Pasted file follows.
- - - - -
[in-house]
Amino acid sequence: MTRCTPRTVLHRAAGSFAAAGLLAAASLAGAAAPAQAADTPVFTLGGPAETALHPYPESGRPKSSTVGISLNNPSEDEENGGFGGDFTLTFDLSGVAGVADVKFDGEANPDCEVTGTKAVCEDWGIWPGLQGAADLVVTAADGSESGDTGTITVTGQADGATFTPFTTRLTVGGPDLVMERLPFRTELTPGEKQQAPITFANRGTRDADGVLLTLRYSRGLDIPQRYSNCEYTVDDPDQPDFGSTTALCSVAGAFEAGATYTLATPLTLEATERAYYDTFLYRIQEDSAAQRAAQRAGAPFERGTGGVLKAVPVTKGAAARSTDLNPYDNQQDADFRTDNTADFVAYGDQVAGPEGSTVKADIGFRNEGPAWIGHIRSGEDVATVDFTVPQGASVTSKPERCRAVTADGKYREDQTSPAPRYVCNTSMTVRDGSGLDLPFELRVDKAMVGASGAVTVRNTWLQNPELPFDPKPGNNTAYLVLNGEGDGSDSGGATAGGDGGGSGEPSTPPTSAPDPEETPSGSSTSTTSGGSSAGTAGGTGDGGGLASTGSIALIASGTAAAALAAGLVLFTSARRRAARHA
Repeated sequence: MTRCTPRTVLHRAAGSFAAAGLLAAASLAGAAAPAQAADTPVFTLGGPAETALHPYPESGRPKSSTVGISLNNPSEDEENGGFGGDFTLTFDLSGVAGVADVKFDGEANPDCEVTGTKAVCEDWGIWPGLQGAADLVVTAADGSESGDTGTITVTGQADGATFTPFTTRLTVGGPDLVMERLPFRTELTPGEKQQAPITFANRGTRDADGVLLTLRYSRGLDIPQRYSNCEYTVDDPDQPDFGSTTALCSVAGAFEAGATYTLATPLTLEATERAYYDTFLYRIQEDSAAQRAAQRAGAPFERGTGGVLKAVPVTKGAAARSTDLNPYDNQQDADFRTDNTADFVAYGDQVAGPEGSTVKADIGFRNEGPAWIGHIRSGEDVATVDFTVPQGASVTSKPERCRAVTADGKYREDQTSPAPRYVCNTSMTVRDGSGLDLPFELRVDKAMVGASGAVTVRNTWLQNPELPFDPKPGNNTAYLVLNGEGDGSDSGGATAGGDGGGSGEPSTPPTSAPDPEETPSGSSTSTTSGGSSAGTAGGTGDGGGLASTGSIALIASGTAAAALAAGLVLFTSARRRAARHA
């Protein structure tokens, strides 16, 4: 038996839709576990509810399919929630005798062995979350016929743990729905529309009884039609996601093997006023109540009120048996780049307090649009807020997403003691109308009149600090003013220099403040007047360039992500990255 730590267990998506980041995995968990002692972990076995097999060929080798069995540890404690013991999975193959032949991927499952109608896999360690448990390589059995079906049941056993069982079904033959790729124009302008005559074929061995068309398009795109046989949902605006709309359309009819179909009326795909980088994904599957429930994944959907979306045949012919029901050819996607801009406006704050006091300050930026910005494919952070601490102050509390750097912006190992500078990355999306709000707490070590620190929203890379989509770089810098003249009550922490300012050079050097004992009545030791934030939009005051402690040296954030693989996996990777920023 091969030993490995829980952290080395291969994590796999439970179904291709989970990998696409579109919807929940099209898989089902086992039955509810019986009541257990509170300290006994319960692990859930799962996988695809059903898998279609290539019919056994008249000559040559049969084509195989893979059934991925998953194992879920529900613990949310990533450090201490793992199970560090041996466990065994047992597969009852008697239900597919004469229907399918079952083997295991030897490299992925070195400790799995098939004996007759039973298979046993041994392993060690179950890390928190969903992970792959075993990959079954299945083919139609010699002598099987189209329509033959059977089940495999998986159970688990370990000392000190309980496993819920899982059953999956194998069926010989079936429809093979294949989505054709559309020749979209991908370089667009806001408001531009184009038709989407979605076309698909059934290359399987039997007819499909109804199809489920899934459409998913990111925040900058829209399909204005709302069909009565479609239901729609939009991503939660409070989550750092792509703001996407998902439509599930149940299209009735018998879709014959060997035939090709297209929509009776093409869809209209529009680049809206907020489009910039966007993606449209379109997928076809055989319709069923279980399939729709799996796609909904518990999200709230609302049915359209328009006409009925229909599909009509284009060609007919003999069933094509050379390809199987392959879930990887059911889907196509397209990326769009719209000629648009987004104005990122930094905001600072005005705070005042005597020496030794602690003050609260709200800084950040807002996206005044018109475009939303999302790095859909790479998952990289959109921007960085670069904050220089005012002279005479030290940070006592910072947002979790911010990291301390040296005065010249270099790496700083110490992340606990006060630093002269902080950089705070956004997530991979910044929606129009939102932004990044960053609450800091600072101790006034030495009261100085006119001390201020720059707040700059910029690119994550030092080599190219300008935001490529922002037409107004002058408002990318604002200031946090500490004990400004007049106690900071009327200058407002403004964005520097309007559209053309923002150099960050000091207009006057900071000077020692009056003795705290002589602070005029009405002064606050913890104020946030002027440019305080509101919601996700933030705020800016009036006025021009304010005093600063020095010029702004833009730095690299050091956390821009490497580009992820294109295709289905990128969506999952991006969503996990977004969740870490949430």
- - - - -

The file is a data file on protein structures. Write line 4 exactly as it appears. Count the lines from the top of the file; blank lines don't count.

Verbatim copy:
């Protein structure tokens, strides 16, 4: 038996839709576990509810399919929630005798062995979350016929743990729905529309009884039609996601093997006023109540009120048996780049307090649009807020997403003691109308009149600090003013220099403040007047360039992500990255 730590267990998506980041995995968990002692972990076995097999060929080798069995540890404690013991999975193959032949991927499952109608896999360690448990390589059995079906049941056993069982079904033959790729124009302008005559074929061995068309398009795109046989949902605006709309359309009819179909009326795909980088994904599957429930994944959907979306045949012919029901050819996607801009406006704050006091300050930026910005494919952070601490102050509390750097912006190992500078990355999306709000707490070590620190929203890379989509770089810098003249009550922490300012050079050097004992009545030791934030939009005051402690040296954030693989996996990777920023 091969030993490995829980952290080395291969994590796999439970179904291709989970990998696409579109919807929940099209898989089902086992039955509810019986009541257990509170300290006994319960692990859930799962996988695809059903898998279609290539019919056994008249000559040559049969084509195989893979059934991925998953194992879920529900613990949310990533450090201490793992199970560090041996466990065994047992597969009852008697239900597919004469229907399918079952083997295991030897490299992925070195400790799995098939004996007759039973298979046993041994392993060690179950890390928190969903992970792959075993990959079954299945083919139609010699002598099987189209329509033959059977089940495999998986159970688990370990000392000190309980496993819920899982059953999956194998069926010989079936429809093979294949989505054709559309020749979209991908370089667009806001408001531009184009038709989407979605076309698909059934290359399987039997007819499909109804199809489920899934459409998913990111925040900058829209399909204005709302069909009565479609239901729609939009991503939660409070989550750092792509703001996407998902439509599930149940299209009735018998879709014959060997035939090709297209929509009776093409869809209209529009680049809206907020489009910039966007993606449209379109997928076809055989319709069923279980399939729709799996796609909904518990999200709230609302049915359209328009006409009925229909599909009509284009060609007919003999069933094509050379390809199987392959879930990887059911889907196509397209990326769009719209000629648009987004104005990122930094905001600072005005705070005042005597020496030794602690003050609260709200800084950040807002996206005044018109475009939303999302790095859909790479998952990289959109921007960085670069904050220089005012002279005479030290940070006592910072947002979790911010990291301390040296005065010249270099790496700083110490992340606990006060630093002269902080950089705070956004997530991979910044929606129009939102932004990044960053609450800091600072101790006034030495009261100085006119001390201020720059707040700059910029690119994550030092080599190219300008935001490529922002037409107004002058408002990318604002200031946090500490004990400004007049106690900071009327200058407002403004964005520097309007559209053309923002150099960050000091207009006057900071000077020692009056003795705290002589602070005029009405002064606050913890104020946030002027440019305080509101919601996700933030705020800016009036006025021009304010005093600063020095010029702004833009730095690299050091956390821009490497580009992820294109295709289905990128969506999952991006969503996990977004969740870490949430």